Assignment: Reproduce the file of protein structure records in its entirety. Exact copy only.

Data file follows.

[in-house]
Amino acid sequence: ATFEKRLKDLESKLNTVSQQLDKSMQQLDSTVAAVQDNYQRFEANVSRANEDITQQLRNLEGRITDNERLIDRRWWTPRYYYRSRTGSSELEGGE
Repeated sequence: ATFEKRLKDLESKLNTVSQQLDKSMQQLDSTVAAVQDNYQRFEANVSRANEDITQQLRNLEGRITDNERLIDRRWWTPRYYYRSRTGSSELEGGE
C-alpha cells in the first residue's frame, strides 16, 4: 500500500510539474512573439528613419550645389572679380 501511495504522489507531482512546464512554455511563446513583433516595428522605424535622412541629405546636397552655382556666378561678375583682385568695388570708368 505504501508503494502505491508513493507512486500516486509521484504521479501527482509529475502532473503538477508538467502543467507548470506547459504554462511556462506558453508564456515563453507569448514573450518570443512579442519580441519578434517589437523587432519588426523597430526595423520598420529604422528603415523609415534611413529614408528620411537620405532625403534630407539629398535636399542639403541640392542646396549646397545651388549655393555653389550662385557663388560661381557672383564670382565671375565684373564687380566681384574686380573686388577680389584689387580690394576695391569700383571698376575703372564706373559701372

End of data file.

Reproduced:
[in-house]
Amino acid sequence: ATFEKRLKDLESKLNTVSQQLDKSMQQLDSTVAAVQDNYQRFEANVSRANEDITQQLRNLEGRITDNERLIDRRWWTPRYYYRSRTGSSELEGGE
Repeated sequence: ATFEKRLKDLESKLNTVSQQLDKSMQQLDSTVAAVQDNYQRFEANVSRANEDITQQLRNLEGRITDNERLIDRRWWTPRYYYRSRTGSSELEGGE
C-alpha cells in the first residue's frame, strides 16, 4: 500500500510539474512573439528613419550645389572679380 501511495504522489507531482512546464512554455511563446513583433516595428522605424535622412541629405546636397552655382556666378561678375583682385568695388570708368 505504501508503494502505491508513493507512486500516486509521484504521479501527482509529475502532473503538477508538467502543467507548470506547459504554462511556462506558453508564456515563453507569448514573450518570443512579442519580441519578434517589437523587432519588426523597430526595423520598420529604422528603415523609415534611413529614408528620411537620405532625403534630407539629398535636399542639403541640392542646396549646397545651388549655393555653389550662385557663388560661381557672383564670382565671375565684373564687380566681384574686380573686388577680389584689387580690394576695391569700383571698376575703372564706373559701372